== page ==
“I feel I’m learning the importance of suffering” I told my friend at 6:30 am while watching the sunrise over the silhouette of mountains at Black Rock Desert, Nevada. We had been up all night, at Burning Man 2016, and I was having a moment of reflection. It was cold; I was tired, hungry, dusty, dehydrated and my body ached from our 9 hour dancing marathon. Nonetheless, I was in a positive mood.
I said to her, “When we feel we aren’t enough or don’t have enough, we seek out the very part of ourselves we already own. Much like pinning our nametag on everyone else’s shirt. We may feel better about suffering if we emulate the supposed good feelings of others.” The sun rose higher above the mountains, heating the morning chill.
“For the unconscious, emotional mimicry can feel like a great way to regain short-term emotional confidence and even physical strength. But for the conscious individual the identification of another’s emotional state is a poor reflection of his or her own state. To reflect is to observe, not respond. When we are more conscious of our internal/external world, we can quickly shift our perspective from lack to abundance. Pain and awkwardness vanish; self-acceptance and love appear.”
“How do you do this?” she asked. By this time the sun had fully appeared and the crowd around us cheered with excitement as a new dawn pierced what seemed like forever darkness. Our conversation continued on the playa. Seventy-five thousand people gathered on a dry lakebed, a pop-up city of sorts, complete with a DMV and town hall, art installations and non-stop music from sunrise to sunset.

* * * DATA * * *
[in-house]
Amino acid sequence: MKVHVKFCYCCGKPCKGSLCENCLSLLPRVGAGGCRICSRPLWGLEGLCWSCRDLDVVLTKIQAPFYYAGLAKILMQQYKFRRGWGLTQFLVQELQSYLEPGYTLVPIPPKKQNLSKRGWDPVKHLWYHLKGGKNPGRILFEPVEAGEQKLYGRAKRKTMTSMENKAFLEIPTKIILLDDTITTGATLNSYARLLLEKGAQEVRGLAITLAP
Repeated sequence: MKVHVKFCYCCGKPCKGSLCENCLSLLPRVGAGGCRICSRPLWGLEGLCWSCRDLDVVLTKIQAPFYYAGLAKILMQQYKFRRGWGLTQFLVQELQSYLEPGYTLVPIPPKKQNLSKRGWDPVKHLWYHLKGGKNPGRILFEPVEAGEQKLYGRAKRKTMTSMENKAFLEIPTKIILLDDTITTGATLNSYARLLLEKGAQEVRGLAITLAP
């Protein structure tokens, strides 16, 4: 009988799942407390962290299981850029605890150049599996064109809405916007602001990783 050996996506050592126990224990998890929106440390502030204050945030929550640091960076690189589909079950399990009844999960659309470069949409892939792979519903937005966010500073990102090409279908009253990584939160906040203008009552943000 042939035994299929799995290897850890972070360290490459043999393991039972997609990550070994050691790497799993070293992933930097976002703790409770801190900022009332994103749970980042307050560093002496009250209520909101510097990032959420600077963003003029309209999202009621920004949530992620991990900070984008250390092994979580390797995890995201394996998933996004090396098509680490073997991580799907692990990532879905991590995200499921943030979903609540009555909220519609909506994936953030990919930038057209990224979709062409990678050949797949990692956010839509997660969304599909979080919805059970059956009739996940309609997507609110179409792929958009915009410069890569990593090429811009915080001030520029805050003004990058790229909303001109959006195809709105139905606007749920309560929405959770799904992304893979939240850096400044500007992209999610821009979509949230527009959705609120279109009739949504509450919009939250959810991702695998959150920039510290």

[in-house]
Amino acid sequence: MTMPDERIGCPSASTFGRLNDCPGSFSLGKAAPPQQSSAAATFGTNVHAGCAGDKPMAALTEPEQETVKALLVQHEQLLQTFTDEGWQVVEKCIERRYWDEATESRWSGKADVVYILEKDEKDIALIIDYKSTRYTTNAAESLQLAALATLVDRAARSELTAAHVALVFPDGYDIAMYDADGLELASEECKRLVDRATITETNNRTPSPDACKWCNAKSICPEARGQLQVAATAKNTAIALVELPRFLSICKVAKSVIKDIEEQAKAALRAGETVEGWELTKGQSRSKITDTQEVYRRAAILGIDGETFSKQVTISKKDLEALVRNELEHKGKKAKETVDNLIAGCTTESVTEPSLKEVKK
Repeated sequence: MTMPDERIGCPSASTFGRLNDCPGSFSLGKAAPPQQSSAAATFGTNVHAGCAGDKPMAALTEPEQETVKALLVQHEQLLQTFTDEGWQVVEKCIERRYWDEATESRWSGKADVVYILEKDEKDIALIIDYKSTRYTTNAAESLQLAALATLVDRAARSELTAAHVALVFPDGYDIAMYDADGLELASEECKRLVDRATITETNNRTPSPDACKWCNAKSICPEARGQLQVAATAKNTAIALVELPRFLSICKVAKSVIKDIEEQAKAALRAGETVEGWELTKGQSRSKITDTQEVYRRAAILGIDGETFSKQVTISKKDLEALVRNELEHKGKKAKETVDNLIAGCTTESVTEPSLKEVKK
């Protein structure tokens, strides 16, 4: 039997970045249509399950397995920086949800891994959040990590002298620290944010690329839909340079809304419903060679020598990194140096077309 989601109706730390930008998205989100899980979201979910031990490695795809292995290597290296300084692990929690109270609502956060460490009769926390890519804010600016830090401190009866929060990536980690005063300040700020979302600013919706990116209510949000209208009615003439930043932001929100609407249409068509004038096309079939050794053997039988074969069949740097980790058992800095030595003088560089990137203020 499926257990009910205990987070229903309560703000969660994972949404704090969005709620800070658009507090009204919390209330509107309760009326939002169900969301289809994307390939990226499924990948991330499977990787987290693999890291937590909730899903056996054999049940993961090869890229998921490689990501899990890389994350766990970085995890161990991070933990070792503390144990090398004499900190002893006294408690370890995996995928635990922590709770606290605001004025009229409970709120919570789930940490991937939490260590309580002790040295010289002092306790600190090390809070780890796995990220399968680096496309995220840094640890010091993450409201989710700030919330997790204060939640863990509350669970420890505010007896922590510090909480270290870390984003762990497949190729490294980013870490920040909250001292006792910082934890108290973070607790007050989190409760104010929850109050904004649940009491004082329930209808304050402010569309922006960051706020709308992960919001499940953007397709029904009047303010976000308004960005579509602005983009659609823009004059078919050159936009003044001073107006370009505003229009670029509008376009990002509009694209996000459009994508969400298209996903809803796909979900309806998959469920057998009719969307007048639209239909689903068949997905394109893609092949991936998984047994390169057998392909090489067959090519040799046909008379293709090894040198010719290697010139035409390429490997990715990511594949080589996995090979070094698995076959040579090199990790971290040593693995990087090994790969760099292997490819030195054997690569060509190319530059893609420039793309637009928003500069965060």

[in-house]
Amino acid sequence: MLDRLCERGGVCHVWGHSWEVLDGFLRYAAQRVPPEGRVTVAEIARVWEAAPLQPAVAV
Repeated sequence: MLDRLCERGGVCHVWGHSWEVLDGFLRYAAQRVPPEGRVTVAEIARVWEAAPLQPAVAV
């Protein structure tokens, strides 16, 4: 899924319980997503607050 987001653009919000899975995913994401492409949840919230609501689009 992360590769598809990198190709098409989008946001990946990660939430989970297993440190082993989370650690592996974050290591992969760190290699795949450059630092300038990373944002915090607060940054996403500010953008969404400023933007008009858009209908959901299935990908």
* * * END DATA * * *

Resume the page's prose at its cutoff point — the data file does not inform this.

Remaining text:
“See that woman over there?” I pointed to a middle-aged woman dancing joyfully, smiling with her hands in the air. “Observing her excitement is enough for me. I don’t need to be her to recognize that the joy she exudes is inherently mine. The key to unlocking suffering is ownership of one’s life, one’s choices and one’s responsibilities. It keeps the body grounded and the mind clear. You see, the light we seek is already ours. The answers to life’s biggest challenges are buried within our own psyche, gifts ready to be explored, and passions ready to take hold. All it takes is for us to show up, get behind the steering wheel and be responsible for our emotional, physical and mental states. The rest is experiential, and that’s why I love Burning Man. It’s a challenge to stay focused and present among the seventy-five thousand different experiences one can have. I couldn’t possibly explore each one of them, nor do I want to. My experience is enough. I am enough,” I said with a slight smirk.
“It’s a funny thing to feel the switch in perspective. All of a sudden, your needs are met. I was cold, and now I am warm. I was tired, and now I am awake. I was thirsty, and now I am satisfied. I was tender, and now I am recovered. Life is flavorful when we own it; it just takes our participation.”